Bill to Promote Electronic Health Records
In an effort to dramatically expand the use of "electronic health records," a key House chairman said yesterday that he will propose legislation to promote their use in the federal employee health insurance program.
Nearly 8 million government workers, their families and survivors receive insurance coverage through the Federal Employees Health Benefits Program. The Office of Personnel Management oversees FEHBP and contracts with insurance companies to provide health plans at competitive rates.
Rep. Jon C. Porter (R-Nev.), who chairs the House federal workforce subcommittee, said creating an electronic records system for FEHBP would nudge insurance companies to set up similar systems for their private-sector patients and health care providers.
"They just need the encouragement to take it to the next step," Porter said. "This should help families all over the country . . . whether they are in the federal program or not."
Rep. William L. Clay Jr. (D-Mo.) has signed on as the chief co-sponsor, he said.
Porter said his bill would permit health insurance companies that participate in FEHBP to tap into the program's financial reserves and divert a small percentage to pay for new technology. That would cover start-up costs without forcing an increase in premiums, he said.
The proposed system would provide for a personal health record, which would be protected by a personal identification number, or PIN. Federal employees and retirees who become ill or injured while traveling could make their health information, such as allergies or medications, available to doctors and hospital emergency rooms, Porter said.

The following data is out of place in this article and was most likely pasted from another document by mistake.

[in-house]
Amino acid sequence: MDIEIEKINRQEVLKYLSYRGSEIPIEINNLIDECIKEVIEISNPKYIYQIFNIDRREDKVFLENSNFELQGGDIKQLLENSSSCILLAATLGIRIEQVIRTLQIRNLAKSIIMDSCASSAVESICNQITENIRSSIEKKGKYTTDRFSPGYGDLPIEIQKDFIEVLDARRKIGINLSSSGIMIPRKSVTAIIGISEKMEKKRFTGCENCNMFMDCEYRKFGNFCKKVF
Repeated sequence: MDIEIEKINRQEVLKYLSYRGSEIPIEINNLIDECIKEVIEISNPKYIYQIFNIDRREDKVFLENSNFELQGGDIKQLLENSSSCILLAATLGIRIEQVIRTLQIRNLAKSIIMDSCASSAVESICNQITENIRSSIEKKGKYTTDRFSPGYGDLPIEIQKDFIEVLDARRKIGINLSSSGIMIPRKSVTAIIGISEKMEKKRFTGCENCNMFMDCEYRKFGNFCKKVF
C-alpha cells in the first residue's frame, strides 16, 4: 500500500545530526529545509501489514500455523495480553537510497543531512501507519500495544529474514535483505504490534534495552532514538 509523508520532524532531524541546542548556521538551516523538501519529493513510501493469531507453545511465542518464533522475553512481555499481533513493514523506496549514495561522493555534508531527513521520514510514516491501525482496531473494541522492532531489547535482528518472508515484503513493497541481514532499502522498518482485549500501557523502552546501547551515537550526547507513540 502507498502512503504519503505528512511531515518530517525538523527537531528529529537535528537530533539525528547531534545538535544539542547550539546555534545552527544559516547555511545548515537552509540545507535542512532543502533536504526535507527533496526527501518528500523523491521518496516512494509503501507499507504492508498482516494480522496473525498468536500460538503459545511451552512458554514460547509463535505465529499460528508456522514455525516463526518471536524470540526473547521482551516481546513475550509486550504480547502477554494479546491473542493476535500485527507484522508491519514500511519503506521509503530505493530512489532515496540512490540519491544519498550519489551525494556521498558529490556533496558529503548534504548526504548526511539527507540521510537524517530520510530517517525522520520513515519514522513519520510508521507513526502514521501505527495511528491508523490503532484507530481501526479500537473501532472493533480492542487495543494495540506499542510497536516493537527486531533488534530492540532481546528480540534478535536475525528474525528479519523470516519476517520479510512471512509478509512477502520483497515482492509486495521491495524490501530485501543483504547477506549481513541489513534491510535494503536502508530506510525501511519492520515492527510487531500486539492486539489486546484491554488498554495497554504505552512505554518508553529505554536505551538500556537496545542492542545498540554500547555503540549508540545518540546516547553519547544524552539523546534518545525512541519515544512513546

Doctors would be encouraged to invest in the technology through a trust fund controlled by the OPM, Porter said. The bill would permit private groups to make donations to the fund, which would issue grants to help doctors and others implement electronic records systems. The fund would be exempt from anti-kickback laws. The Health and Human Services Department would help draft regulations for the fund's operation.
Porter said that the Veterans Affairs Department is using electronic medical records to improve patient care and that Blue Cross and Blue Shield of Texas, "literally in four days," compiled three years of claims data to create electronic records for about 800,000 residents in the path of Hurricane Rita. The effort was made to avoid the chaos caused by the destruction of thousands of paper medical records by Hurricane Katrina.
"That tells me we can do it," Porter said of the Blue Cross success.
Privacy concerns are a critical factor in efforts to transfer health records into computer databases -- "a fear by some that all this information could get into the wrong hands," Porter said. He said that the OPM and HHS are working to strengthen privacy-protection rules and that he would expect electronic medical records to be at least as safe as transactions involving financial information.
Porter said his initiative "all started with my mom," who is 84. She faces many of the challenges of older Americans -- keeping track of when to take her prescriptions and which health records need to transfer when she sees a new doctor, he said.
Porter said he also spends time with foster children, who often move from home to home, sometimes without records showing when and what types of inoculations or exams they have had.
An aide to Porter said that the bill would be introduced today and that a hearing would be held March 15.
Toni Hockenbrought , administrative assistant for federal district and appeals court judges at the Administrative Office of the United States Courts, will retire Friday after 41 years of service in the judicial branch.
Mary Lewis , supervisory information-technology specialist at U.S. Immigration and Customs Enforcement, retired Jan. 3 after more than 42 years of government service.